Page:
ST. THOMAS — Gov. Kenneth Mapp has called for a special election to be held to fill a vacant seat in the 32nd Legislature. The governor issued a proclamation Tuesday night after a federal judge said he would not direct the first branch of government to seat Senator-elect Kevin Rodriquez.
District Court Judge Curtis Gomez, also on Tuesday, issued a memorandum opinion in a case filed by Rodriquez on Jan. 10. Gomez called the case complex, touching on the U.S. Constitution, federal-state relationships and elections law.
In his proclamation, Mapp called for a special election to be held in the St. Thomas-St. John district on or before April 9.
The governor invoked Title 2 of the Virgin Islands Code, Section 111(a), which provides a remedy for a Senate seat left unfilled for 30 days.
The governor also said the election was needed to, “ … ensure that the electorate of the District of St. Thomas and St. John have full and equal representation in the Legislature of the Virgin Islands.”
In his ruling Gomez addressed the issues raised in the case and the parties they were associated with. Arguments raised by Rodriquez, the plaintiff, were called novel and premature; those belonging to Janelle Sarauw and Brigitte Berry plaintiffs from an associated case were called valid but arriving late in the game.
The judge also addressed the actions of the previous legislative body — the 31st — in passing Act No. 7892. That measure created a unified Board of Elections.
The unclear intent and sloppy wording that inadvertently nullified district elections boards as of Jan. 1, 2017 produced consternation for the judge. He said it “could require an overhaul,” especially now that a special election is pending.
Right now, Gomez said, there is no legal entity to conduct the election being used to remedy the vacant seat problem.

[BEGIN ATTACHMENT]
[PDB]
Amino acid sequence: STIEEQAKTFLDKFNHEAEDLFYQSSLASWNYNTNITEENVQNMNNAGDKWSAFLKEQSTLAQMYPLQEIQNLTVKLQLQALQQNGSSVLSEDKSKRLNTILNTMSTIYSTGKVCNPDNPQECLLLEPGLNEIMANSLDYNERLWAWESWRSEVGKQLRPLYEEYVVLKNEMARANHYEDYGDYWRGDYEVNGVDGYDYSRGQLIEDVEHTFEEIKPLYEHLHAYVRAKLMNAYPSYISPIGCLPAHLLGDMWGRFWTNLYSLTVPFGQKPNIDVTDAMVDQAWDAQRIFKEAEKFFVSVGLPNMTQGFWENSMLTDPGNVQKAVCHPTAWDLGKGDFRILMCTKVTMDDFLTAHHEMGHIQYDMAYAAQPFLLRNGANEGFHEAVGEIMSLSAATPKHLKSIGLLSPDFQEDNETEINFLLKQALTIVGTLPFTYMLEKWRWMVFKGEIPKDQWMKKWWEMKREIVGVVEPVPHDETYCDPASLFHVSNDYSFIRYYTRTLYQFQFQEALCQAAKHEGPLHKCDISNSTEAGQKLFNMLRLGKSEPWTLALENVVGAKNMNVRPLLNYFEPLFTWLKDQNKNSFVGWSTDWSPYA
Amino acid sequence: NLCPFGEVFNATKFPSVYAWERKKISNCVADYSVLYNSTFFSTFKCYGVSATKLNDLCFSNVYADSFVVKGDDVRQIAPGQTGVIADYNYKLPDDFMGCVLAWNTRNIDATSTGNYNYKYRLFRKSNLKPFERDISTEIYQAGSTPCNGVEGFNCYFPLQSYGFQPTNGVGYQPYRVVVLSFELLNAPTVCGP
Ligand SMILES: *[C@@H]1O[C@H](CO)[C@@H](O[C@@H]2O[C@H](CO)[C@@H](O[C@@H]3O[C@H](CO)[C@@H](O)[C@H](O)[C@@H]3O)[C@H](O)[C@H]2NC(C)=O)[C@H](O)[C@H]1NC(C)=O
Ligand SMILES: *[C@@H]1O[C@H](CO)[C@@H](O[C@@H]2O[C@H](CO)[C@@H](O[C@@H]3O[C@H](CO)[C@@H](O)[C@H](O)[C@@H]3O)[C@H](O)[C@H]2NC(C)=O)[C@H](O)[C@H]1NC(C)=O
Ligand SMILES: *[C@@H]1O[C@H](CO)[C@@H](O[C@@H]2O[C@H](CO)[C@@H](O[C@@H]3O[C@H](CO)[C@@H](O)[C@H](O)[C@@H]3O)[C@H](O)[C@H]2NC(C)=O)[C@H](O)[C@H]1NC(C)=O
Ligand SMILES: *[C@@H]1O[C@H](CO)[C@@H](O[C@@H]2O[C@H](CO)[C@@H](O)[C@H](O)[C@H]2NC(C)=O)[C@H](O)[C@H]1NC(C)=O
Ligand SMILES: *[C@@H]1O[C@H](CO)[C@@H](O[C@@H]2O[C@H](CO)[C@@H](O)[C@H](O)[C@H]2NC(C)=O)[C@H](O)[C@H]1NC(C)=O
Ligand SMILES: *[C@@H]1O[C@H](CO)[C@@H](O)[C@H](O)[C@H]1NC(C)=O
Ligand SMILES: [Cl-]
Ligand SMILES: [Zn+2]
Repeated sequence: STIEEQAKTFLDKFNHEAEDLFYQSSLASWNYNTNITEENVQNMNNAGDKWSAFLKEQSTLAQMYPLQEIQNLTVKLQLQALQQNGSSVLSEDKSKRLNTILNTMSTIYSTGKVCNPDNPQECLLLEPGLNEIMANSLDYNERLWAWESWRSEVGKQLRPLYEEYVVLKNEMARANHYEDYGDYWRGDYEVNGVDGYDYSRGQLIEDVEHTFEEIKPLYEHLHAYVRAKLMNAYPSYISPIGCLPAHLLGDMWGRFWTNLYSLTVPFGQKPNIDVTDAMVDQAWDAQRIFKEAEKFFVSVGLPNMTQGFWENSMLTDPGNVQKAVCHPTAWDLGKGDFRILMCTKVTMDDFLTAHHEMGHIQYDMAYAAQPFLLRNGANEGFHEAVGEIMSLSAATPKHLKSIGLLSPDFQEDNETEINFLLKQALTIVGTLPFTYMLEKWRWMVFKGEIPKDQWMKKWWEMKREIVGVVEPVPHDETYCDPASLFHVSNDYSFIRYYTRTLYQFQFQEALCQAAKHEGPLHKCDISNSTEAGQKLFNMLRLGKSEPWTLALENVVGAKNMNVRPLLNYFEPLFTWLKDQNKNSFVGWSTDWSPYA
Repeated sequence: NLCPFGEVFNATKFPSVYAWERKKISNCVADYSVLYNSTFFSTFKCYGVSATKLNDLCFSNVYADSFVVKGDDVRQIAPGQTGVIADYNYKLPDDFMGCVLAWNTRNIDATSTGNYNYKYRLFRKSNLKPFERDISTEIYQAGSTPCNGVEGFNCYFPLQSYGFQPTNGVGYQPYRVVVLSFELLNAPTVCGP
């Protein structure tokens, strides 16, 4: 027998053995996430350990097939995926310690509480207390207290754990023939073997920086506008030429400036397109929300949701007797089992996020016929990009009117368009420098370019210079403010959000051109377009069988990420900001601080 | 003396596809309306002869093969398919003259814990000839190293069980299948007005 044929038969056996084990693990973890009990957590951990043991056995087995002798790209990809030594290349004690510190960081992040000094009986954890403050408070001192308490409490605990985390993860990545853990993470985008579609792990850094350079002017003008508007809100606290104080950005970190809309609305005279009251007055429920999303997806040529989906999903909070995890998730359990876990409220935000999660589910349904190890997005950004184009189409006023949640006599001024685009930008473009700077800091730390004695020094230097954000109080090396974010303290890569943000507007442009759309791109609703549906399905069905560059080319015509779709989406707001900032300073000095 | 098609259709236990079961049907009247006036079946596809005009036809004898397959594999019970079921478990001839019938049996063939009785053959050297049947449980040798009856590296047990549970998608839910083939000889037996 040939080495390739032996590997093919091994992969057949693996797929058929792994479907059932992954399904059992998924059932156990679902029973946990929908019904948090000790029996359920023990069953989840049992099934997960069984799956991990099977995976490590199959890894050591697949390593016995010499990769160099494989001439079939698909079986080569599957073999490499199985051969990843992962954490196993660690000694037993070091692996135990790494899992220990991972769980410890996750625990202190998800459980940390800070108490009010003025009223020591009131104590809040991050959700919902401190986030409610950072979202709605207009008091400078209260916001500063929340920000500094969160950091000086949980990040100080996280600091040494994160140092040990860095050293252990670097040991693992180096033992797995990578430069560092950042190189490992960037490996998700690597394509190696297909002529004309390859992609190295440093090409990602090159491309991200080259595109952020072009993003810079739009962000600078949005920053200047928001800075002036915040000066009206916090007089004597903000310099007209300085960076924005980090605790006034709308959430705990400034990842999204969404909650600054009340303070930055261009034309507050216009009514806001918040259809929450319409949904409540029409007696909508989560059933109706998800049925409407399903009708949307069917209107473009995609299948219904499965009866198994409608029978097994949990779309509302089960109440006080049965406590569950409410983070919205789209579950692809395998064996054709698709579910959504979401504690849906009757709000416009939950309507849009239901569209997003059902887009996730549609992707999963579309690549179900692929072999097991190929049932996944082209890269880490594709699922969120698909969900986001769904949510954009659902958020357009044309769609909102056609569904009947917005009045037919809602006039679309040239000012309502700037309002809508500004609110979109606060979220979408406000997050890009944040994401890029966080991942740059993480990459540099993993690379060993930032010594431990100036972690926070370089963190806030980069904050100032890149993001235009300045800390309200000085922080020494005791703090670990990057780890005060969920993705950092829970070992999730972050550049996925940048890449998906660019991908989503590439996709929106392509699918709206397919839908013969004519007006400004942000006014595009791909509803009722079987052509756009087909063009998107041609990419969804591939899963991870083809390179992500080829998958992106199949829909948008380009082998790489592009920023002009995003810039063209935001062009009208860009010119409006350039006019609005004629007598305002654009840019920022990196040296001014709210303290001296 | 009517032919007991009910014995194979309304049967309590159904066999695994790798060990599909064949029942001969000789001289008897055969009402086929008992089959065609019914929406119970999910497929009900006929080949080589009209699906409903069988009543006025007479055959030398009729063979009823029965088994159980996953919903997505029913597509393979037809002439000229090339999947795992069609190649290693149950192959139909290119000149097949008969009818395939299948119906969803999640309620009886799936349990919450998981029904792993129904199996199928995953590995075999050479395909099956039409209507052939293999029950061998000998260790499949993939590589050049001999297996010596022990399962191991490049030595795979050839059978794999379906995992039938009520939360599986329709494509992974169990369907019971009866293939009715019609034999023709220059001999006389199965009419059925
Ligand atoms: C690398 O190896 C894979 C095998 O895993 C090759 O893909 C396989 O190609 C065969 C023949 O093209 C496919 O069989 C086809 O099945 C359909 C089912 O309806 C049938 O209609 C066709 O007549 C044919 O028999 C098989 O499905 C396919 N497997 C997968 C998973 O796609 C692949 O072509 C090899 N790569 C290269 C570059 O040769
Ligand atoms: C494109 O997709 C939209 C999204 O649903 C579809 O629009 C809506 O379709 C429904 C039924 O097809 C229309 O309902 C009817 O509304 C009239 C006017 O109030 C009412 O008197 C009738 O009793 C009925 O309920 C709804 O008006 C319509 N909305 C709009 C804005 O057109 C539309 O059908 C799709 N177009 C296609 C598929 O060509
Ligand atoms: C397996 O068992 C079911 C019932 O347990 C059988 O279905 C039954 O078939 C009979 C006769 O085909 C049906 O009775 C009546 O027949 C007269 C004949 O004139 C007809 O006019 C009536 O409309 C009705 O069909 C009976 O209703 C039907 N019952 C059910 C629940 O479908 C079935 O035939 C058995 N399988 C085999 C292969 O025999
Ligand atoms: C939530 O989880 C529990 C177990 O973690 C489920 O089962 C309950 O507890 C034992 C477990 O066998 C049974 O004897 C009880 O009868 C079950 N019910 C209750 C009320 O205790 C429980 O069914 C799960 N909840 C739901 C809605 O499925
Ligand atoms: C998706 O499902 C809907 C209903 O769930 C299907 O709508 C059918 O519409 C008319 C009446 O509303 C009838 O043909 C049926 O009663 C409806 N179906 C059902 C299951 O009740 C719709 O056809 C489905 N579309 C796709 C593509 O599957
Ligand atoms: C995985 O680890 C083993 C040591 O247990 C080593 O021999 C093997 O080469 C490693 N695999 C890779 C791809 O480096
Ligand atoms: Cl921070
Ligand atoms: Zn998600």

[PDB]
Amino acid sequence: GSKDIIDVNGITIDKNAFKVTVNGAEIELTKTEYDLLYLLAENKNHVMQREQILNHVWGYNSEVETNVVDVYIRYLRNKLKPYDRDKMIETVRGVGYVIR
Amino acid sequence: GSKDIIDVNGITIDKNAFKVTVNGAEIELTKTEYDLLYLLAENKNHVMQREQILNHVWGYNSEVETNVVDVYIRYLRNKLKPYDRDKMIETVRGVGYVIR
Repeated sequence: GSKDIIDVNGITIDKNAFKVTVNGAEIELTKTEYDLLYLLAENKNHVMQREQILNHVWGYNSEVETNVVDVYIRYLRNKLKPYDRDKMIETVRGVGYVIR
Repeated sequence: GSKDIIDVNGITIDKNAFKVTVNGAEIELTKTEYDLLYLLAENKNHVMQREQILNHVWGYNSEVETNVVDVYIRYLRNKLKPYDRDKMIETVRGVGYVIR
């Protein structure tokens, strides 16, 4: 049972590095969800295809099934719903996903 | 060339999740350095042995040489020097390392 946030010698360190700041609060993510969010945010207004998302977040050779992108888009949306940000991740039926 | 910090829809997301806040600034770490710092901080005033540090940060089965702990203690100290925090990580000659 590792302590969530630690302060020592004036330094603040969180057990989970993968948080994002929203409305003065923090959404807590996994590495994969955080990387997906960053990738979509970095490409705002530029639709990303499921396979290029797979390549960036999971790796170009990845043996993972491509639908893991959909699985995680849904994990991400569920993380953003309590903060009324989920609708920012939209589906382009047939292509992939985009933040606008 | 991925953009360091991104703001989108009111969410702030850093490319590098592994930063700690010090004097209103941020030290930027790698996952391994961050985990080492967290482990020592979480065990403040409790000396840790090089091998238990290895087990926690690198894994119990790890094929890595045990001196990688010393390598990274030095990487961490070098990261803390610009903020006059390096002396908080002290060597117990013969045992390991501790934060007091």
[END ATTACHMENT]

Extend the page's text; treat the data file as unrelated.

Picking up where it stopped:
Senate President Myron Jackson issued a statement after the ruling and the governor’s proclamation, saying he would act to correct a technical error in Act. 7892. Jackson was named as a defendant in the Rodriquez lawsuit filed in District Court and said he would wait for the court to rule before taking further action.
Rodriquez won enough votes in the Nov. 8, 2016 general election to win a sixth seat in a seven seat race. But Sarauw — the eighth place finisher — and Berry, her campaign supporter, said they received a tip from an anonymous source about alleged impropriety.
That situation appeared in the form of a document filed in a Tennessee bankruptcy court where Rodriquez said he lived there and only there in 2013 and 2014. If that were so, the opponents said, Rodriquez could not fulfill the mandatory three-year residency requirement for lawmakers in the VI.
Arguments were bandied back and forth in Superior Court over questions of domicile. The VI Supreme Court weighed in the day before the 32nd Legislature swore in on Jan. 9.
High court justices said the lower court invoked the wrong doctrine when it ruled. They sent the case back and ordered Rodriquez not to swear in with the other senators-elect.
Rodriquez then confronted the newly formed body and its leader, Senate President Myron Jackson. He sued in District Court, demanding he be seated.